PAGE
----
During my recent foray to “Ramen Bull,” a cow-fueled ramen residency at L.A.’s BREADBAR from Japan native Nori Sugie, I learned he sources his noodles from San Jose. Talk eventually turned to R&D, and he mentioned a couple of ramen houses that he recommends in the Silicon Valley, including Ramen Halu, which has thrived in San Jose’s Saratoga Plaza since 2003. Lucky for me, San Jose was right on my recent route to San Francisco, and stopping for lunch was an easy decision, and as it turns out, the right one.
Mr. Halu, a Japan-based businessman, partnered with resident chef Kumao Arai on the restaurant. According to my waitress, the name means sunshine/sunny in Japanese, so the logo on the bowls and wall-mounted surfboards includes the sun. The long room features a sea blue ceiling with a school of white, orange, pink, green, yellow and red fish, assorted sea creatures, even a yellow submarine. Pop music predominates, as do framed postcards of Japanese beach scenes and paper globe lanterns.
Even though two bowls of ramen were imminent, the Okara & Soybean Salad ($1.90 small), from a selection of appetizers and side dishes, sounded intriguing. No, okara isn’t okra, it’s the dregs that remain after the soy milk passes through the filter. The curd-like soy product arrived studded with corn and onion strands, plated on crisp iceberg lettuce with fried onion and garlic. This was a nice light starter.
Ramen is measured by the bundle, from a child’s size (half a bundle) to extra large (two bundles). Each bowl comes with either thin noodles, original thick noodles or whole wheat noodles, though choices are limited with certain varieties. Kikurage (firm wood ear mushrooms), Ho-rensou (spinach), Nori (dried seaweed sheets) sheet, Ao-negi (minced green onion) and Menma (seasoned bamboo) are Halu’s de rigueur ramen toppings.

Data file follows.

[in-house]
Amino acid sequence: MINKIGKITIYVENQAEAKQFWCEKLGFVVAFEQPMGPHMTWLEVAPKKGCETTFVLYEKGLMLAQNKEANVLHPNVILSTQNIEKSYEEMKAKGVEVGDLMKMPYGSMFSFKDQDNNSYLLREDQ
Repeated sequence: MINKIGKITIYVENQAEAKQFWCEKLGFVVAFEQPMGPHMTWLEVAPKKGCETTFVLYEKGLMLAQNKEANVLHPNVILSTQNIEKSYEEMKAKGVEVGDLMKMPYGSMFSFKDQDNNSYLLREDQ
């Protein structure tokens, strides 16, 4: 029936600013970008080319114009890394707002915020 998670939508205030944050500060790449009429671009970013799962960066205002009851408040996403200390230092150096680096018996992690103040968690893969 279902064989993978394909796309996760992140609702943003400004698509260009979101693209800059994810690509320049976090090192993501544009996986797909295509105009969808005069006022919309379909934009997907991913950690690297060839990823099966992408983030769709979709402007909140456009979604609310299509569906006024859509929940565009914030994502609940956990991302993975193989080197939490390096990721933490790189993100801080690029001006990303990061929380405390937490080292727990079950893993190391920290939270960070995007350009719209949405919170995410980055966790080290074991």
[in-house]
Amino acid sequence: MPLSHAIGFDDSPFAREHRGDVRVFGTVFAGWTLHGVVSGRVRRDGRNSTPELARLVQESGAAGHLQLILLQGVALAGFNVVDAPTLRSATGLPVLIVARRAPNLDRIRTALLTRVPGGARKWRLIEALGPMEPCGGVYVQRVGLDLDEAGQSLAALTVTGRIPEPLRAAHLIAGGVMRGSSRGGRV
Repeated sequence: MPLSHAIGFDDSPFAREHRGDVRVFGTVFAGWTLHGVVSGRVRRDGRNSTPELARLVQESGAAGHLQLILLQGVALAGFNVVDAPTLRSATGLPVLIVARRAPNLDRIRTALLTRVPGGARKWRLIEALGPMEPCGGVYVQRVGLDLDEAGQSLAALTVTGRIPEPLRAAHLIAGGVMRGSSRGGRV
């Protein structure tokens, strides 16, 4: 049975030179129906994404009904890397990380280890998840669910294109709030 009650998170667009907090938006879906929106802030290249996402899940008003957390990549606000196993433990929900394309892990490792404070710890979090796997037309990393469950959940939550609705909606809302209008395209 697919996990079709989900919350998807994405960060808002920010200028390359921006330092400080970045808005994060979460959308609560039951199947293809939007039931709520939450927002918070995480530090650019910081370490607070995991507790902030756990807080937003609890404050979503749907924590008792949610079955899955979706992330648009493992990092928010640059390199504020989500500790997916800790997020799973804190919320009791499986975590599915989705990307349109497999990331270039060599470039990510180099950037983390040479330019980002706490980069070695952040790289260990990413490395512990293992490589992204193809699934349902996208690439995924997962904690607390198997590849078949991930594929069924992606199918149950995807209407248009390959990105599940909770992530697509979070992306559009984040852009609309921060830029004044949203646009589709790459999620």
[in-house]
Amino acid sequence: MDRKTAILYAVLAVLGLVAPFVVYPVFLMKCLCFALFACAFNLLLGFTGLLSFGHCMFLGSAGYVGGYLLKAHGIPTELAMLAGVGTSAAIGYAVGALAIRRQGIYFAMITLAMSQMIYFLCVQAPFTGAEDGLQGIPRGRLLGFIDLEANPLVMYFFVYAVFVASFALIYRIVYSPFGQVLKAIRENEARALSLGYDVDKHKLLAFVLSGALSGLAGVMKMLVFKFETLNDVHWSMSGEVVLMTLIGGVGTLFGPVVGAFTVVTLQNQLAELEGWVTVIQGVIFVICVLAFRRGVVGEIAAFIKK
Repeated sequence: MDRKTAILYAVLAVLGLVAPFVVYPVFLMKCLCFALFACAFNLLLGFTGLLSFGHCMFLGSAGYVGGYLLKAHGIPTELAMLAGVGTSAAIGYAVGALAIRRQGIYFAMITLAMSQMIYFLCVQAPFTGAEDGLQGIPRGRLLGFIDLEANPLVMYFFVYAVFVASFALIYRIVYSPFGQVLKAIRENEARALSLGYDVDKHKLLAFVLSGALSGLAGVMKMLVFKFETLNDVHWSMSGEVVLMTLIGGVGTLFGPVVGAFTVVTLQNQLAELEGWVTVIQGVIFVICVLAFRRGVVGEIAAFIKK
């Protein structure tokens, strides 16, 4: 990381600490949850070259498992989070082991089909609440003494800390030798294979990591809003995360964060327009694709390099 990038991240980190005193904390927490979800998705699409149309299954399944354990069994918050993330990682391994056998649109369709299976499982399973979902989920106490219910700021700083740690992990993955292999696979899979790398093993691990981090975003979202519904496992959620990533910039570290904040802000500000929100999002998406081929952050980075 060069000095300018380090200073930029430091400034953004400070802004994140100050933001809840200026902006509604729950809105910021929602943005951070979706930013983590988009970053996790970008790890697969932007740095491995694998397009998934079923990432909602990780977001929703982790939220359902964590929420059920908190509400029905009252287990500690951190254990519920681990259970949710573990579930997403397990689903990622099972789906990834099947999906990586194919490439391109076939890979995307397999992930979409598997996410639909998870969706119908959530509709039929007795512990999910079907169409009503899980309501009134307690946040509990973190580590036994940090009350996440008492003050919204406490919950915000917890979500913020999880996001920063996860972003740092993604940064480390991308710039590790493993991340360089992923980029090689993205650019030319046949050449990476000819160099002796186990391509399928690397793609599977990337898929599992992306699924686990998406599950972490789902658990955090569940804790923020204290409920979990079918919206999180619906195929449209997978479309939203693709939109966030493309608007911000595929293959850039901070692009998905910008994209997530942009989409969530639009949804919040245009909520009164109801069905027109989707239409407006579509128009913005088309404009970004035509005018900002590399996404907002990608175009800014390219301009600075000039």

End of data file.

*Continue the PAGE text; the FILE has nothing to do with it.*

My bowl of Halu Ramen ($6.40) was light brown, cloudy, and better yet, MSG free. My preferred ramen delivery method involves tonkotsu, a concentrated pork bone broth. Halu Ramen incorporates tonkotsu, and it’s seasoned with onion, ginger and garlic and mixed with sho-yu sauce and dashi broth, all contributing to a uniquely savory result. My bowl also contained succulent, slices of Kurobuta bara cha-shu, thin-sliced belly that broke apart into the liquid. Noodles aren’t made in house, though they were pretty close to al dente.
Fire red Tantan-men ($8.90) featured many of the same condiments, but tasted quite different thanks to the spicy, lip stinging red broth, sesame seeds and seasoned ground pork.
Ramen Halu sells a number of different Japanese beers, sakes and shochus to drink. What interested me more were the tofu cheesecake and Japanese-influenced, house made ice creams, but my full stomach wouldn’t cooperate. Ramen Halu was a better than solid introduction to the apparently quite competitive Silicon Valley ramen scene, and my visit will no doubt inspire more slurp-y exploring.